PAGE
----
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Happy Birthday, Millicent

millicent-fenwickI cannot let today end without remembering Millicent Fenwick who was born on February 25, 1910 and passed away in 1992, yet she is still in the news. Earlier this week, in a letter to the editor published in the Madison Eagle, Judith Campbell wrote an open letter to her Congressman, Rodney Frelinghuysen (R-NJ). In it she wrote:

“I have been a lifelong Democrat but always voted for the person, not necessarily the party. That included voting for (Republican) Millicent Fenwick. After Millicent, I remember the years I voted for your esteemed father, Peter Frelinghuysen, who also held this Congressional seat. They were diligent representatives of their constituents, reflecting the values of their voters and adding their ideas to legislation for the betterment of our towns and the country as a whole. I was never concerned about voting for them. You see, my values matched theirs in nearly every instance, and where we differed I was sure that they would negotiate legislation in a way to match the majority of their district. … Patriots such as your father and Millicent would be working hard to save our democracy. Where are you, Congressman Frelinghuysen? Will you help save the values of freedom and liberty that were the foundation of our country, or will you turn a blind eye to fascism in order to curry favor or, worst yet, wield power?”
http://www.newjerseyhills.com/madison_eagle/opinion/letters_to_the_editor/letter-country-needs-the-real-frelinghuysen-back-again/article_98ba0546-bfba-5791-b800-68cf088f3658.html

For those of you interested in learning more about Millicent Fenwick, next weekend the Long Hill Library (917 Valley Road, Gillette, NJ) will be offering a program entitled “Secret Agents of Change: Famous Women in Morris County History” at noon on Saturday, March 4, 2017 to celebrate Women’s History Month. Women who will be featured include Geraldine Dodge, Helen Fenske, and Millicent Fenwick.

Ivana and Hillary

unnamedFor many people who live and work inside the beltway the day after the election was a day of mourning and shock. To distract myself, after work I headed to the Library of Congress where I am fortunate to have a research office. It’s on the top floor of the Adams Building and provides a bird’s eye view of Capitol Hill. There is a church and steeple in the foreground and RFK Stadium in the distance.

As I settled in, I pulled a bound volume of Vanity Fair off my bookshelf. It was from 1992. The article I needed was in the April issue, but the May issue caught my eye. Plastered on the cover was Ivana Trump and a blaring headline “Ivana Be a Star! Ms. Trump’s Literary Debut.” And then in the lower right hand corner was a red banner with yet another headline. This one was about Hillary Clinton—“Will she get to the White House with Bill or without him?” Nearly a quarter century later, and after two failed presidential bids, we finally know the answer. No, Hillary Clinton will not get to the White House on her own. But who could have guessed in 1992 that in 2016 these two women would be connected by a presidential election – the ex-husband of Ivana would be running against Hillary Clinton for the highest office in the land. I kept reading.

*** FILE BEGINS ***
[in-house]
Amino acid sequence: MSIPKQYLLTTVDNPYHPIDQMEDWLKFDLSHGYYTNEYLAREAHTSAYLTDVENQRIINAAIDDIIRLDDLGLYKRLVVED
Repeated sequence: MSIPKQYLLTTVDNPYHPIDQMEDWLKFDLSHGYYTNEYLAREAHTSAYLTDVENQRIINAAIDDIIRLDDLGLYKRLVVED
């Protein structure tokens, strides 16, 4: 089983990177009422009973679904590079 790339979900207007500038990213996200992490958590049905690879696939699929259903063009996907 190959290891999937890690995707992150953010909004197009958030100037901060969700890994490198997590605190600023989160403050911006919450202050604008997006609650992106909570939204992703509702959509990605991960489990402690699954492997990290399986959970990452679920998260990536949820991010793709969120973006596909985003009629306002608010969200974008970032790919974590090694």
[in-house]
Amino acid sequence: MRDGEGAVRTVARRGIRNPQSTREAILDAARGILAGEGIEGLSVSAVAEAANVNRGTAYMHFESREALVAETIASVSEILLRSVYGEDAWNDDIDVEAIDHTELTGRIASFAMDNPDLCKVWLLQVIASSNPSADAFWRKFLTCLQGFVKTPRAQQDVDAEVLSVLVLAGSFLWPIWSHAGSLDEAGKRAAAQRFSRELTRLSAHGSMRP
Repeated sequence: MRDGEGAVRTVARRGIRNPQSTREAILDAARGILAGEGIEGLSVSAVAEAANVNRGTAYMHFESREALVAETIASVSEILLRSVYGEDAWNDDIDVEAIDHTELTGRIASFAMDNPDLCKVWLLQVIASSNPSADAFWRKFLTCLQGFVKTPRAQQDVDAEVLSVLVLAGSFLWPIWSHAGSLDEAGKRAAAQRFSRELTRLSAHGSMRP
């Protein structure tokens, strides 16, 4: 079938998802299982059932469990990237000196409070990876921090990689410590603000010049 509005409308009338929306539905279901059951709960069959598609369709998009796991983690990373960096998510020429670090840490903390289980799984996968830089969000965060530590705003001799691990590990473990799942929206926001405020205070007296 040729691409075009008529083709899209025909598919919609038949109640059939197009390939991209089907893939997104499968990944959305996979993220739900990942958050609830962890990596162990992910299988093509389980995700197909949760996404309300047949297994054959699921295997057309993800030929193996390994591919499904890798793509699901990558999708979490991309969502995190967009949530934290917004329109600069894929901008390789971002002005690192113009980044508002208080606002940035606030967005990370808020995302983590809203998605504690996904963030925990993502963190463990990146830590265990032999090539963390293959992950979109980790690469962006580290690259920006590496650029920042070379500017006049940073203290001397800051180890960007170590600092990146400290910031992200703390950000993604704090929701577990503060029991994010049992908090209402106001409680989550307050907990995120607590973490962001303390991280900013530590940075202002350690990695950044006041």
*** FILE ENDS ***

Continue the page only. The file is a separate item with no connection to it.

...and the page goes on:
These two profiles about two very different women were literally back-to-back. I started reading the Ivana article and was transported to her jet-setting life style, boyfriend at the time, Riccardo Mazzucchelli, who gave her a ten-karat-yellow-diamond ring from Tiffany, and later became her husband for nearly two years. The magazine cover talked about her debut novel, but all the article said about the book was that it sounded eerily similar to the author; it was about a Czechoslovakian born skier married to an American Tycoon, runs a hotel and goes through a long, drawn-out divorce (p. 130). The rest of the article was a profile of Ivana, her early life in Czechoslovakia, her past loves before Donald (and after), and her jet-setting life.

There were two things I found of particular interest; the first was this quote: “The most important thing in Ivana’s life is publicity,” says a New York social figure. “She’s exactly like Donald in that way. They live for publicity. It’s a drug for them” (p. 178). Donald Trump’s comfort in the spotlight and his adeptness at managing it to his advantage were seen throughout his presidential campaign. Trump was so effective at garnering media attention that his campaign did not need to spend the millions upon millions that presidential candidates typically spent on television advertising.

The other thing I found interesting was Ivana talking about her children and how they lived with her. Throughout the campaign, Trump was credited for raising three great children. Even Hillary gave him credit for that much, yet no one ever mentioned Ivana.

During the interview, writer Bob Colacello asked Ivana about accusations that she traveled too much and didn’t spend enough time with her three children. “’That’s the only thing that really upsets me terribly,’ she answered. ‘I spend all the time with them. The children are living with me … so I think I’m a terrific mother. I’m very proud of that.’ My mother is always around and my two nannies which are around—not that they could replace me, by no means. (p. 182).

Her three children are now grown and have been center-stage this political season with Ivanka shining above all and trying to ease the gaffes her father makes. At the time the article was published she was just ten and described as “tall and pretty and blonde and quick with the sarcasm.” (P. 190). When asked what Ivanka wanted to do when she grew up, she “smiled brightly, she answered, ‘The same as Mom.’

img_3086From the glitzy world of Ivana Trump I was transported to the politically savvy world of Hillary Clinton during Bill’s first run for the presidency. This article was entitled “What Hillary Wants: How many touch choices has Hillary Clinton had to make along the road to the White House?” by Gail Sheehy. That headline reverberates true today despite being more than two decades old.

Sheehy writes “The most controversial figure of the election year so far has been a woman, Hillary Clinton, and she isn’t running for office. Or is she? Whether she loves the boy in Bill Clinton as much as the man or whether she is simply unwilling to forfeit her sixteen years’ investment in their political partnership, Hillary is determined to seize the national stage.” (p. 140).